'Idlewild' Stars Dawgs for Life
"We're concentrating on what we're doing now, which is the 'Idlewild' movie and the 'Idlewild' soundtrack," says
No. Really. Trust them. Outkast is all good.
"They take things you say and try to take it out of context, like 'Well, maybe Dre's mad because Big Boi's married.' Just stupid stuff," insists Antwan Patton, better known as Big Boi. "But, we've been saying for years, it's about the music. Our personal lives are our personal lives. Us, as far as individuals, the brotherhood we have, we had the brainchild Outkast. We made that idea, and that principle has never left us. We created this, and nothing music or movies do can break this up. That's my dawg, for life."
Dawgs for life, Patton and Benjamin are on the verge of a major career shift with the release of "Idlewild," their wild and anachronistic 1930s musical. Directed by frequent Outkast video helm Bryan Barber, "Idlewild" was originally developed for
"As far as the music, we knew that it was [set in the] 1930s, so we kept in mind, when we were writing and producing, that this was a period piece, but at the same time, we're Outkast and we've got a responsibility to live up to our fans, so we had to make sure that it was modern as well," Benjamin explains.
Patton adds, "Us being influenced by every musical genre, and using every aspect of music in our records, that was an advantage we had because we were never biased to one particular type of music. We listen to rock, jazz, blues, pop, country, hip-hop and the whole nine yards, so to go back and throw a little swing in there... I think, previous albums that we've had, we always had a touch of that ragtime feel, and we just had a chance to do what we wanted to do. Like Dre said, it is 30's, but we can still satisfy our fans by doing what we do best."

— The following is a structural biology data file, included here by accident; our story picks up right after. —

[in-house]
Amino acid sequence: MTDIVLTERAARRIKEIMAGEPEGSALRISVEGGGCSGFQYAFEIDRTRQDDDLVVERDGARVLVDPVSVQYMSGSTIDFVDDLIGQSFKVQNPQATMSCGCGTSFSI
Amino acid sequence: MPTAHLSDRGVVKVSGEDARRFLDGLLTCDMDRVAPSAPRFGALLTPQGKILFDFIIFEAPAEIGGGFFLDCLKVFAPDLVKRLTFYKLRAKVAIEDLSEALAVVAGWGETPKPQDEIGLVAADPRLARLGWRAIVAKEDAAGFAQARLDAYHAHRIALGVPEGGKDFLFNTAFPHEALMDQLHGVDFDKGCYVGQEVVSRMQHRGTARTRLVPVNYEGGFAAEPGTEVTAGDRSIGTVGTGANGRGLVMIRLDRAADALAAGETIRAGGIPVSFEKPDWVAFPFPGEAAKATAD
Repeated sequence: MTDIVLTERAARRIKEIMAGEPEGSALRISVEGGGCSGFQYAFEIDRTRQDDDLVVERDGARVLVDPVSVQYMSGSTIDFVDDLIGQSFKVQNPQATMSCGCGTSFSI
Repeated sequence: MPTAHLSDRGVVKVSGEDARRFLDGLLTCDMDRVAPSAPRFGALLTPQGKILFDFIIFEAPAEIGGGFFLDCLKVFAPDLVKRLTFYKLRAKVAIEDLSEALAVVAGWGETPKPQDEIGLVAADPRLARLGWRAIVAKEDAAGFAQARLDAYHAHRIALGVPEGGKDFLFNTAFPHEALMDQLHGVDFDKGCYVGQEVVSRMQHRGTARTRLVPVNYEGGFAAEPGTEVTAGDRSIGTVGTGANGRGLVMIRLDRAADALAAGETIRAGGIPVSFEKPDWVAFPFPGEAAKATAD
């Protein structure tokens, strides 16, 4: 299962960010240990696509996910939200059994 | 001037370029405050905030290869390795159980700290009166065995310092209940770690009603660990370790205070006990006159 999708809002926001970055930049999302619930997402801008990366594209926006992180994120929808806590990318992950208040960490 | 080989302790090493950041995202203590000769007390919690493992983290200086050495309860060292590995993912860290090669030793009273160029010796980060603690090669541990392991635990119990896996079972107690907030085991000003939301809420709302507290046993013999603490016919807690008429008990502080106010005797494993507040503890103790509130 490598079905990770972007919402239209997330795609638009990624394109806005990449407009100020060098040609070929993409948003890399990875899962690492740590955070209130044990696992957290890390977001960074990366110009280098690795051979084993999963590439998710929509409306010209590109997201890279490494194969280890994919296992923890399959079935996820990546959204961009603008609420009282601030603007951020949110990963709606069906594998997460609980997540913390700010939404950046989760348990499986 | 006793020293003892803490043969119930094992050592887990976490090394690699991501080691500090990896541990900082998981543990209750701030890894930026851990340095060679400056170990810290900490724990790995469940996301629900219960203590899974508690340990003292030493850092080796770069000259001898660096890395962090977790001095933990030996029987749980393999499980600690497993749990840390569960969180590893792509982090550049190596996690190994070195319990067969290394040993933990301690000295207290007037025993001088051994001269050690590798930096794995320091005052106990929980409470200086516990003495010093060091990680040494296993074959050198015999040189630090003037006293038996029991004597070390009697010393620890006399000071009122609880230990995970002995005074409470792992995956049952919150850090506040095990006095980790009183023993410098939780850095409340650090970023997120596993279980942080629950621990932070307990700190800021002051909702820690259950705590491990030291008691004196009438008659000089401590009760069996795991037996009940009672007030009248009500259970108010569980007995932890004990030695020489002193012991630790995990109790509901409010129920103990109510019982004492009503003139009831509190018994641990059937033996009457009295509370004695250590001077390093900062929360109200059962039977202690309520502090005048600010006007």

Benjamin chirps up, "It's called 'freakin' it.' That's what you do," to which Patton tosses in "Freak that thang."
While Benjamin and Patton are, indeed, friendly enough to sit on a panel chatting with the press and they play off each other well, they have very few scenes together in "Idlewild," as Big Boi's lively singer Rooster and Andre 3000's more withdrawn piano playing Percival mostly go about their separate lives.
"That was another great call by Bryan," Patton. "The type of movie that he wanted to make was not the buddy-buddy type of movie, where we were like, 'Hey, what's going on?' Where, if it's two stories being told, and there's a brotherhood that's established and the stories kind of come in, intertwine, and then go out and come back in, I think it's more interesting that way. That way, you got to know each character, individually, and then separated the two, and you saw, really, what was going on."
Given that the last Outkast album, the Grammy-winning double-disc "Speakerboxxx/The Love Below," was also a pairing of separate projects, fans probably won't be surprised, not that fandom is a requirement for seeing "Idlewild."
"I would say, even if you're not an Outkast fan, or even a music fan, really, you will enjoy the movie," Benjamin promises. "You're going to laugh, you'll cry, you'll get pissed off, which is all the things you want from a movie."
"Idlewild" opens everywhere on Friday, Aug. 25.